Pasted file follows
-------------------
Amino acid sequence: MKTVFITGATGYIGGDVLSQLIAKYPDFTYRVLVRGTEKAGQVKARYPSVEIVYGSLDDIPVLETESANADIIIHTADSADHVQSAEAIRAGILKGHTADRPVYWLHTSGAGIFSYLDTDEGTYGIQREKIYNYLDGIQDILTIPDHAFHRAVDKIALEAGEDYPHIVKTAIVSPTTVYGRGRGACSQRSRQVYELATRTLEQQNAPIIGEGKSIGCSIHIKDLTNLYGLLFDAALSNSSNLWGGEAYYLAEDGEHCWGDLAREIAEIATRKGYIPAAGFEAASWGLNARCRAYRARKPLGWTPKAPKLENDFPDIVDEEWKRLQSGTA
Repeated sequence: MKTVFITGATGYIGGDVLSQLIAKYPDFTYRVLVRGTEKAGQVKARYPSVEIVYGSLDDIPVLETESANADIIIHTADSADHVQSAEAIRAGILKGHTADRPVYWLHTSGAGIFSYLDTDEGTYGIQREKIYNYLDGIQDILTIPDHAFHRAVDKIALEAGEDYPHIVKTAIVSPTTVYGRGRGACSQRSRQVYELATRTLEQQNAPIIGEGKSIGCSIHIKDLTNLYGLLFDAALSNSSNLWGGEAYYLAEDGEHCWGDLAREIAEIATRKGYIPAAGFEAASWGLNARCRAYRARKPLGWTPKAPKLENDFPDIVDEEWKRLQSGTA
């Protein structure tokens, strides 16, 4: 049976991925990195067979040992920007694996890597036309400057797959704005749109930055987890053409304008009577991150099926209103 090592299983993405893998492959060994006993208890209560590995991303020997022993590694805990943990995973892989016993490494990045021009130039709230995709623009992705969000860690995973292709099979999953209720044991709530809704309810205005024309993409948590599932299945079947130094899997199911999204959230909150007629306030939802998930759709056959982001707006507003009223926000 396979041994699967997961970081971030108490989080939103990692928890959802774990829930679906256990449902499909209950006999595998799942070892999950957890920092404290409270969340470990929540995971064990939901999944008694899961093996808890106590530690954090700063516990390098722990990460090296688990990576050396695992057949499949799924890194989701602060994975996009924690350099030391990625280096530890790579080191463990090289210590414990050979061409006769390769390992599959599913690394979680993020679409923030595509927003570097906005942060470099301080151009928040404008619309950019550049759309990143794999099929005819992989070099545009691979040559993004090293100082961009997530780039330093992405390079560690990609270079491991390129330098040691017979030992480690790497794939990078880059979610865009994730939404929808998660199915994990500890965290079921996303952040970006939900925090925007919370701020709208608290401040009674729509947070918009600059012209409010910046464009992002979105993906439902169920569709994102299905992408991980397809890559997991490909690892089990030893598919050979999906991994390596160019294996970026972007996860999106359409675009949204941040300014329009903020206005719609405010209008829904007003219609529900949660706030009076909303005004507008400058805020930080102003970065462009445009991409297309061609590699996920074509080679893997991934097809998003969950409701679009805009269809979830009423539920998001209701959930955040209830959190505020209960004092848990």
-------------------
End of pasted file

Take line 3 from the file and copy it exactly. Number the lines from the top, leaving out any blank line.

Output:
């Protein structure tokens, strides 16, 4: 049976991925990195067979040992920007694996890597036309400057797959704005749109930055987890053409304008009577991150099926209103 090592299983993405893998492959060994006993208890209560590995991303020997022993590694805990943990995973892989016993490494990045021009130039709230995709623009992705969000860690995973292709099979999953209720044991709530809704309810205005024309993409948590599932299945079947130094899997199911999204959230909150007629306030939802998930759709056959982001707006507003009223926000 396979041994699967997961970081971030108490989080939103990692928890959802774990829930679906256990449902499909209950006999595998799942070892999950957890920092404290409270969340470990929540995971064990939901999944008694899961093996808890106590530690954090700063516990390098722990990460090296688990990576050396695992057949499949799924890194989701602060994975996009924690350099030391990625280096530890790579080191463990090289210590414990050979061409006769390769390992599959599913690394979680993020679409923030595509927003570097906005942060470099301080151009928040404008619309950019550049759309990143794999099929005819992989070099545009691979040559993004090293100082961009997530780039330093992405390079560690990609270079491991390129330098040691017979030992480690790497794939990078880059979610865009994730939404929808998660199915994990500890965290079921996303952040970006939900925090925007919370701020709208608290401040009674729509947070918009600059012209409010910046464009992002979105993906439902169920569709994102299905992408991980397809890559997991490909690892089990030893598919050979999906991994390596160019294996970026972007996860999106359409675009949204941040300014329009903020206005719609405010209008829904007003219609529900949660706030009076909303005004507008400058805020930080102003970065462009445009991409297309061609590699996920074509080679893997991934097809998003969950409701679009805009269809979830009423539920998001209701959930955040209830959190505020209960004092848990």